Now that I have been wearing reproduction denim for about 20 years and have worn major brands to some extent, I will simply introduce denim that I would like to wear.
As the first denim brand made in Japan, CANTON was established in 1963 and is well known to denim fans from long ago.
During the heyday of reproduction denim in the 1990s, the brand self-replicated its own denim, but to be honest, it was not very well made and we had forgotten about its existence.
In recent years, the brand has collaborated with Margaret Howell and provided uniforms to Sarutahiko Coffee, and is working as a fashion brand using high-quality materials rather than vintage-like denim.
But on the other hand, Canton also produces XX reproductions that are quite hot.
Denim was woven from the late 1800s to the 1960s by two U.S. companies, Amoskeag and Cone Mills. With technological innovation in the 20th century, the textile industry underwent a major transformation, resulting in the existence of a wide variety of XX denim with different expressions and textures depending on the age. Even among the existing unwashed fabrics called “Dead,” the differences are not uniform due to the environment in which they were stored and the aging process over time.
―Adapted from http://canton.jp/1963xx/
To be honest, I had a bad impression of CANTON, but I have a good feeling about the fabric and the faded sample has an original feel to it. Personally, I am quite intrigued by the fact that the fabric is low in ounce (12oz before washing → 13.5oz after washing), but has such a good bite and the indigo color remains well.
I also like the fact that Canton is a fashion brand and not a reproduction. The silhouette is beautiful, and there is no fussiness. It has all the elements I was looking for in denim.
The website has been closed. It seems that the company is not bankrupt, but it is difficult to obtain reliable information.
Three kingdoms overalls is an American casual store that manufactures and sells original products made in Japan, located in Nagoya City, Aichi Prefecture.
The quality of the products, which is not the product of a single store, can be seen in the photos.
2. original warp uneven yarn original weft uneven yarn
3. 100% high quality long-fiber Zimbabwe cotton
4. 100% natural indigo, rope-dyed, darkest dye, core white
What caught my attention was the indigo color. It is a shiny fabric dyed with natural indigo, and a beautiful blue when the indigo dyed to the darkest shade expresses itself.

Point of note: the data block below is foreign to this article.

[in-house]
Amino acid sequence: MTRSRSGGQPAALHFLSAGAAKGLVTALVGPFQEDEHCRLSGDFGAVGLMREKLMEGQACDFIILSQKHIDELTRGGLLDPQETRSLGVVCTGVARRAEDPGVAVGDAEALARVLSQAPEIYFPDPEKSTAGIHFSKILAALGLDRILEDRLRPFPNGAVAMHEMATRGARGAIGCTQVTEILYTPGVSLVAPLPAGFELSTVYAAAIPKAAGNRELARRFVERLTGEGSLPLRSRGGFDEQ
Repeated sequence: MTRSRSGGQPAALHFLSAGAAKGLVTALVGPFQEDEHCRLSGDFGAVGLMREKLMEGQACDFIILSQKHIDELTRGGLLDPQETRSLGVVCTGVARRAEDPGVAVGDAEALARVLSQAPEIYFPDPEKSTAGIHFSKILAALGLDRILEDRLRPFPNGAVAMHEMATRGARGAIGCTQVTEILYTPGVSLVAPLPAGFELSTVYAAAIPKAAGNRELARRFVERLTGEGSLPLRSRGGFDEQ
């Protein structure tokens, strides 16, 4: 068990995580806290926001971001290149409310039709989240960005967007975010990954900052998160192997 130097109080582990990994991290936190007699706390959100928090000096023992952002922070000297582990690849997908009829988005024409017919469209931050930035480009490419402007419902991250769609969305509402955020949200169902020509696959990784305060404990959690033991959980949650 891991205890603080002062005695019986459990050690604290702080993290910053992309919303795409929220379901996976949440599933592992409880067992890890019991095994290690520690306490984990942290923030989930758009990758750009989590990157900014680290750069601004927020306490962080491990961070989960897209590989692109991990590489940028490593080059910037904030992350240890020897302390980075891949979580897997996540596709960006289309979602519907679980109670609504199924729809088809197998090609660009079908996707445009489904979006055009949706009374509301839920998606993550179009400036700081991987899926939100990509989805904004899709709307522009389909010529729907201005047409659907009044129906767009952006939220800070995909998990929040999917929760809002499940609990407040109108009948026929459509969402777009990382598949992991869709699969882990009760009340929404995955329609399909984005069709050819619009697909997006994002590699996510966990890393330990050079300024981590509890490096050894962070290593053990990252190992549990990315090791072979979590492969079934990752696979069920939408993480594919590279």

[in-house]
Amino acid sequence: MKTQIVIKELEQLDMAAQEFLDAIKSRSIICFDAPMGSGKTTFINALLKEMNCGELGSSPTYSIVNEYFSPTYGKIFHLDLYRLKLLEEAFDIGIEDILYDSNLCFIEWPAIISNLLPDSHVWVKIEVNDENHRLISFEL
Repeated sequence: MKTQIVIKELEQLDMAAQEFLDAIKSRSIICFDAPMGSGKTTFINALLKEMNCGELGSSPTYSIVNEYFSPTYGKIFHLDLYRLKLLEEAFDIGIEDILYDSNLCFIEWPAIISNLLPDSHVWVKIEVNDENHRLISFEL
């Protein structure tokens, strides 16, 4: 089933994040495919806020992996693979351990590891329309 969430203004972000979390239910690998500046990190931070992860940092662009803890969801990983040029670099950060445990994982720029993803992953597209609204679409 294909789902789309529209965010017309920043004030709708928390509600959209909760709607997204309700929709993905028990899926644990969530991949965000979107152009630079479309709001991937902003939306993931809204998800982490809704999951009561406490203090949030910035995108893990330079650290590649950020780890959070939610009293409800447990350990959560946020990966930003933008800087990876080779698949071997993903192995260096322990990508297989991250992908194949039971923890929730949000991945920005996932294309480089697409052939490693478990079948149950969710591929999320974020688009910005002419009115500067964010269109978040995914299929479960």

There are not many samples of color fading yet, so I don’t know how it will look after a few years of wear, but this is one I would like to try fading myself.
As someone who likes low ounces, the 15.3 oz. fabric is a bottleneck for me and I have yet to purchase these, but I would definitely recommend them to those who like heavy ounces.
BASE DECOMP d46.5
Original jeans from BASE DECOMP, an American casual store in Ibaraki, Japan. The waist label may be controversial, but the natural-looking fading is a unique type of fading.
Denim inspired by the jeans made shortly after the war, 13.5 oz. fabric, iron buttons.
It is a denim with a nice look, although it is not well known because the store is not very enthusiastic about advertising.
I also like the change in leather patches and the packering atmosphere.
When punctured in an intense environment, it seems to be such an intense punch.
Oe Clothing Store’s denim makes you want to wear it at least once, anyway, when you see their attitude toward making things as a taylor. The brand has many core fans, and its Instagram posts often receive reactions from overseas.
The supple fabric made of Zimbabwe cotton has the elegance of a tailor.
The gradation of color fading is soft and not too assertive. Personally, I like this denim to fade smoothly without adding too many whiskers.
The denim is relatively difficult to obtain due to the small number of pieces produced, but that also adds to the satisfaction of owning it.
TCB Jeans 20’s
It is a well-known brand among the brands introduced here, so it may seem like a bit of a new thing, but as a lover of light ounces, TCB’s 20’s is one I can’t miss.
The fabric is 12.5 oz. with warp and weft yarns of No. 8 cotton, specially ordered for this model, and dyed in indigo with a strong bluish hue characteristic of this era.
The fabric is firm despite its low ounceage, so it is relatively easy to get a bite. the photo by TCB is slightly exaggerated, but the color faded well in person.